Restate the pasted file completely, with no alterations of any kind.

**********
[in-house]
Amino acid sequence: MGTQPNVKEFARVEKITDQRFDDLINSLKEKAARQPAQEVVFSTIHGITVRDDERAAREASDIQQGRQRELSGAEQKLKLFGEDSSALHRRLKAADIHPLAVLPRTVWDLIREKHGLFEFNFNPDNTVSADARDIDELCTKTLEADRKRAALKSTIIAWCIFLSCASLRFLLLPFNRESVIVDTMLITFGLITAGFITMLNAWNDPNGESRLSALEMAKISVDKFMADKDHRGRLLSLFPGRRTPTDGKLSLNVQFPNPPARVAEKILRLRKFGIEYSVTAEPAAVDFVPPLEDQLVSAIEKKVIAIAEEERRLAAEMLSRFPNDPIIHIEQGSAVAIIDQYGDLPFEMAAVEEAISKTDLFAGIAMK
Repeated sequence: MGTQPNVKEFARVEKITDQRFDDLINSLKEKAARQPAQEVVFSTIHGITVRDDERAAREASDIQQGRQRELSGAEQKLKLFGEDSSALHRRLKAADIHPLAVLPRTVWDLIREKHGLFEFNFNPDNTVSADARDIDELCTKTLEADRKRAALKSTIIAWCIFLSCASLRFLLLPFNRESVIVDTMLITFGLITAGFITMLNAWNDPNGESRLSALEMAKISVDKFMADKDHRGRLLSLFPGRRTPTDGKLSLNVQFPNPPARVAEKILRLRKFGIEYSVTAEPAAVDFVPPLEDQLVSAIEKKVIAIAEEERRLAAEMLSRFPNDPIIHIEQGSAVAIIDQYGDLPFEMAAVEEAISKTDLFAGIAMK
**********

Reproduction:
[in-house]
Amino acid sequence: MGTQPNVKEFARVEKITDQRFDDLINSLKEKAARQPAQEVVFSTIHGITVRDDERAAREASDIQQGRQRELSGAEQKLKLFGEDSSALHRRLKAADIHPLAVLPRTVWDLIREKHGLFEFNFNPDNTVSADARDIDELCTKTLEADRKRAALKSTIIAWCIFLSCASLRFLLLPFNRESVIVDTMLITFGLITAGFITMLNAWNDPNGESRLSALEMAKISVDKFMADKDHRGRLLSLFPGRRTPTDGKLSLNVQFPNPPARVAEKILRLRKFGIEYSVTAEPAAVDFVPPLEDQLVSAIEKKVIAIAEEERRLAAEMLSRFPNDPIIHIEQGSAVAIIDQYGDLPFEMAAVEEAISKTDLFAGIAMK
Repeated sequence: MGTQPNVKEFARVEKITDQRFDDLINSLKEKAARQPAQEVVFSTIHGITVRDDERAAREASDIQQGRQRELSGAEQKLKLFGEDSSALHRRLKAADIHPLAVLPRTVWDLIREKHGLFEFNFNPDNTVSADARDIDELCTKTLEADRKRAALKSTIIAWCIFLSCASLRFLLLPFNRESVIVDTMLITFGLITAGFITMLNAWNDPNGESRLSALEMAKISVDKFMADKDHRGRLLSLFPGRRTPTDGKLSLNVQFPNPPARVAEKILRLRKFGIEYSVTAEPAAVDFVPPLEDQLVSAIEKKVIAIAEEERRLAAEMLSRFPNDPIIHIEQGSAVAIIDQYGDLPFEMAAVEEAISKTDLFAGIAMK